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Eco-passage sees success ahead of salamander use

March 23, 2023   ·   0 Comments

By Zachary Roman

Last spring, plans to help out endangered Jefferson salamanders in and around Caledon were set in motion.

On Mar. 25, 2022, Ontario Streams announced it had received a grant of $81,807 to construct an eco-passage for Jefferson salamanders, as well as to do work restoring the salamanders’ habitat. 

Ontario Streams is a charity dedicated to the conservation and rehabilitation of Ontario stream, river and wetland habitats.

As of late September 2022, Ontario Streams’ grant-funded work was complete. Now, local conservationists are looking forward to tracking Jefferson salamanders to see just how much the new eco-passage and habitat restoration will help the amphibians’ population. Jefferson salamanders were deemed threatened when Ontario’s Endangered Species Act came into effect in 2008.

In 2011, the salamanders were reassessed and determined to be endangered.

Mark Heaton, Senior Biologist with Ontario Streams, explained once required permits were received for the eco-passage, Ontario Streams and the Town of Caledon issued a request for proposals to build the eco-passage.

About $30,000 was budgeted for the eco-passage, and two companies submitted their proposals. The only problem? Both companies wanted to charge over $100,000. An eco-passage consists of fencing next to a road that smaller animals cannot get past. They’re then forced to walk along the fencing until they find a culvert which allows them to pass under the road safely.

“When you look at the expense of the project in terms of materials, you kind of scratch your head,” said Heaton of the lofty quotes. “We had a nice chat with the Town of Caledon officials and agreed that we can do this together with their resources.”

So, the construction of the eco-passage ended up being done by an unlikely source: the Town of Caledon’s Roads and Operations staff.

“They were pretty amazing,” said Heaton, who credited former Caledon Mayor Allan Thompson as well as Caledon’s engineering department for helping to move the project forward. “We were done within five working days. The Town brought in machines, dump trucks… four staff were out there every day. We worked together to build this and it turned out really good.”

The project came in a little under budget too, at around $29,000. By the time the eco-passage was complete in 2022, it was too late in the season for salamanders to be using it. However, preliminary monitoring of the passage with wildlife cameras has shown rabbits, squirrels, mice, and ermines all using it, a nice bonus.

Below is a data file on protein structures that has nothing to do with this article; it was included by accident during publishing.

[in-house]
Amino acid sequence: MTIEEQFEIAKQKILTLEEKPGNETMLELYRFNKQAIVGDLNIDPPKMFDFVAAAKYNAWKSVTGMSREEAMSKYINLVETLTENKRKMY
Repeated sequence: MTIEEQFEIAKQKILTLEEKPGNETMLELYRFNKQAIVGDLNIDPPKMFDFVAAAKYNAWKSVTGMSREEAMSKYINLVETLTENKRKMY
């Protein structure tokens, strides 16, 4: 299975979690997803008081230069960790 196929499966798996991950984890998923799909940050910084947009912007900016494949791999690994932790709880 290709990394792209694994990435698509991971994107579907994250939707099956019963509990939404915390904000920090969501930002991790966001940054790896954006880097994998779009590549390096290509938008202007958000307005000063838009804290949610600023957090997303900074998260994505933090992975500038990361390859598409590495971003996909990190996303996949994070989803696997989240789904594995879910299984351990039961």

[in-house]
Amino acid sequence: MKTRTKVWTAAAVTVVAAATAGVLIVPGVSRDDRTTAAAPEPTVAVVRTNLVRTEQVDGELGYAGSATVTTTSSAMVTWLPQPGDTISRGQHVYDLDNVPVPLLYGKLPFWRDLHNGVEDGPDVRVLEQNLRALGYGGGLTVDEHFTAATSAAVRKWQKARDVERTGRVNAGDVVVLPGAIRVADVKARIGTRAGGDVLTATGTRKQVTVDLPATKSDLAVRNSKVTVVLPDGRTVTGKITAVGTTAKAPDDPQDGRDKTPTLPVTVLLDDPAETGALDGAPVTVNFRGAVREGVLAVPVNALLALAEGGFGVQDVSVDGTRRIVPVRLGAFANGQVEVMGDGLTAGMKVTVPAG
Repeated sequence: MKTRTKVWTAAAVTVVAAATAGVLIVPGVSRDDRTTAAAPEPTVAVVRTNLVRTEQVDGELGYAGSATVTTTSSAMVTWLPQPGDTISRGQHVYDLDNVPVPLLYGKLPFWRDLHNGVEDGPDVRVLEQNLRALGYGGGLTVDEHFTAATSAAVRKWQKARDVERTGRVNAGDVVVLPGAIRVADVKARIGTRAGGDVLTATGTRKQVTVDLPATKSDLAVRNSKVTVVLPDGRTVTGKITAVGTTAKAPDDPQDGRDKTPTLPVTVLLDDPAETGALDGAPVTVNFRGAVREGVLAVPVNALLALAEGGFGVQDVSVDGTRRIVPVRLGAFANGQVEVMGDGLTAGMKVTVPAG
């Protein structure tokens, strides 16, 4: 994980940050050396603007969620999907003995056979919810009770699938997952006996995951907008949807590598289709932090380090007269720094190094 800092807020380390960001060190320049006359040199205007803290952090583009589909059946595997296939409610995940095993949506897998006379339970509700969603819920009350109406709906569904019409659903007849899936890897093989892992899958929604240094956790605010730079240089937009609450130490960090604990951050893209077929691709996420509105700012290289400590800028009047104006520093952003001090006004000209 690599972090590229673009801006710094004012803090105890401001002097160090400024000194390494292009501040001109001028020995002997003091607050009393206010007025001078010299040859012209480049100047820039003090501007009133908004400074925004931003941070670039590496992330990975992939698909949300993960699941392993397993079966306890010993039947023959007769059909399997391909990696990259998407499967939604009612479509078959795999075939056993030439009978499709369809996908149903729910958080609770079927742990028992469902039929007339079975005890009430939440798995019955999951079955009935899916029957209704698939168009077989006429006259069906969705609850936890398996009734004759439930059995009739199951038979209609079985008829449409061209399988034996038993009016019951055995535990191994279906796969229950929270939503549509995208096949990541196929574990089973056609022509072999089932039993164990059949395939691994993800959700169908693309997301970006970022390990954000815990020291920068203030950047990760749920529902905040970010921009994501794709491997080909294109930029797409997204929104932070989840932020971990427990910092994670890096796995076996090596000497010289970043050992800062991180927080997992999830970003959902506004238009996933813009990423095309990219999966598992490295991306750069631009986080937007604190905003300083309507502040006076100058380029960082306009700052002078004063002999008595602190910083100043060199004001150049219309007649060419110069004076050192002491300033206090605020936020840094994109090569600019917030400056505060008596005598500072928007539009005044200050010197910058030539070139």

“These animals… can easily navigate overtop,” said Heaton. “But they choose to use the tunnel.”

The preliminary monitoring has shown that the design of the passage is working as intended, and the passage has also proven itself to be snow plow-proof as it was designed to be. Heaton expects to start seeing salamanders use the new eco-passage in mid-April. 

“There won’t be much movement until the snow is off the ground and nighttime temperatures are three or four degrees celsius,” he explained.

Conservationists will use wildlife cameras and in-person studies to monitor the new passage.

The other part of Ontario Streams’ project was habitat restoration work, and five salamander breeding ponds were targeted last year for restoration. The first step was the addition of twig bundles with twigs no more than three millimetres in diameter. These twigs serve as egg-laying sites for Jefferson Salamanders.

“They grip the twig with their back feet like a bird perching on a branch… they use that to track along and lay the egg mass,” said Heaton. “We put in twig bundles in a number of these ponds last spring and lo and behold they were like magnets. The next day there were a bunch of egg masses on the twigs you’d put in the day before.”

Another example of work done was increasing depth of breeding ponds with hand tools. A breeding pond needs to have a depth of about a metre in the spring, otherwise it might dry out before a salamander enters the terrestrial stage of its life cycle in the summer.

One strategy to increase the viability of a breeding pond is to create a metre-deep micro-refuge so there’s always a deep spot in a pond for salamanders to go to.

Ontario Streams also planted over 600 wetland shrubs which provide shade for breeding ponds. The shrubs also generate more twigs of the correct size for egg-laying. 

Conservationists will be checking in on the restored breeding ponds this year to see how they are doing. Heaton said conditions this spring should be better than last spring as more snow accumulated over the course of this past winter than the one prior.



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